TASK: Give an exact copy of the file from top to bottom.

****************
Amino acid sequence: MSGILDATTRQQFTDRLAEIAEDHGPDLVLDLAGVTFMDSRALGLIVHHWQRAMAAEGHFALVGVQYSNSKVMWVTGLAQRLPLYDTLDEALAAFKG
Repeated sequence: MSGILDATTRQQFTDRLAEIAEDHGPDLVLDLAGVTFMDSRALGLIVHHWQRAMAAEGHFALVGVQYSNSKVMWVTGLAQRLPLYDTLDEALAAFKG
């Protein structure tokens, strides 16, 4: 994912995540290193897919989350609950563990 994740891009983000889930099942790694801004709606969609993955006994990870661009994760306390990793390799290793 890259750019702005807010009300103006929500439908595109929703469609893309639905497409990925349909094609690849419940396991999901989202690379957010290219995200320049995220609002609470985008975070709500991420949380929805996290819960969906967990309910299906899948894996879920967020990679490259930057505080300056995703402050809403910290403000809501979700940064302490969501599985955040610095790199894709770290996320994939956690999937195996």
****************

Amino acid sequence: MSGILDATTRQQFTDRLAEIAEDHGPDLVLDLAGVTFMDSRALGLIVHHWQRAMAAEGHFALVGVQYSNSKVMWVTGLAQRLPLYDTLDEALAAFKG
Repeated sequence: MSGILDATTRQQFTDRLAEIAEDHGPDLVLDLAGVTFMDSRALGLIVHHWQRAMAAEGHFALVGVQYSNSKVMWVTGLAQRLPLYDTLDEALAAFKG
């Protein structure tokens, strides 16, 4: 994912995540290193897919989350609950563990 994740891009983000889930099942790694801004709606969609993955006994990870661009994760306390990793390799290793 890259750019702005807010009300103006929500439908595109929703469609893309639905497409990925349909094609690849419940396991999901989202690379957010290219995200320049995220609002609470985008975070709500991420949380929805996290819960969906967990309910299906899948894996879920967020990679490259930057505080300056995703402050809403910290403000809501979700940064302490969501599985955040610095790199894709770290996320994939956690999937195996």